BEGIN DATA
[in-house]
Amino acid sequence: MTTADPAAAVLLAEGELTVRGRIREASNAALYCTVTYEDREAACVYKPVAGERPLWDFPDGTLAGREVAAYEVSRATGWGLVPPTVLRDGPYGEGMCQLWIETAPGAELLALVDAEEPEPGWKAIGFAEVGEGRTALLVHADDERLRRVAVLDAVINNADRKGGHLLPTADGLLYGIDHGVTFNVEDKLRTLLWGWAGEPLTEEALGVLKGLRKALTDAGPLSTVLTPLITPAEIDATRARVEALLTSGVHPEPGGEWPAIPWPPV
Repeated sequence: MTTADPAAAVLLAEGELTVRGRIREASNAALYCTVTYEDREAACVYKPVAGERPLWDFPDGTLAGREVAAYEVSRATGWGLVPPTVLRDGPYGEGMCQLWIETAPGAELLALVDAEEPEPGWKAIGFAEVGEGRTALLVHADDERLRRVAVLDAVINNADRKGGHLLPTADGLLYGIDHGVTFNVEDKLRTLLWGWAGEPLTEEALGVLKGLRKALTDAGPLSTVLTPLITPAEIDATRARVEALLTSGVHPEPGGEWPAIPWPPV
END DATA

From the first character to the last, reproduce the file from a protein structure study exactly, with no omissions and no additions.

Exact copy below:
[in-house]
Amino acid sequence: MTTADPAAAVLLAEGELTVRGRIREASNAALYCTVTYEDREAACVYKPVAGERPLWDFPDGTLAGREVAAYEVSRATGWGLVPPTVLRDGPYGEGMCQLWIETAPGAELLALVDAEEPEPGWKAIGFAEVGEGRTALLVHADDERLRRVAVLDAVINNADRKGGHLLPTADGLLYGIDHGVTFNVEDKLRTLLWGWAGEPLTEEALGVLKGLRKALTDAGPLSTVLTPLITPAEIDATRARVEALLTSGVHPEPGGEWPAIPWPPV
Repeated sequence: MTTADPAAAVLLAEGELTVRGRIREASNAALYCTVTYEDREAACVYKPVAGERPLWDFPDGTLAGREVAAYEVSRATGWGLVPPTVLRDGPYGEGMCQLWIETAPGAELLALVDAEEPEPGWKAIGFAEVGEGRTALLVHADDERLRRVAVLDAVINNADRKGGHLLPTADGLLYGIDHGVTFNVEDKLRTLLWGWAGEPLTEEALGVLKGLRKALTDAGPLSTVLTPLITPAEIDATRARVEALLTSGVHPEPGGEWPAIPWPPV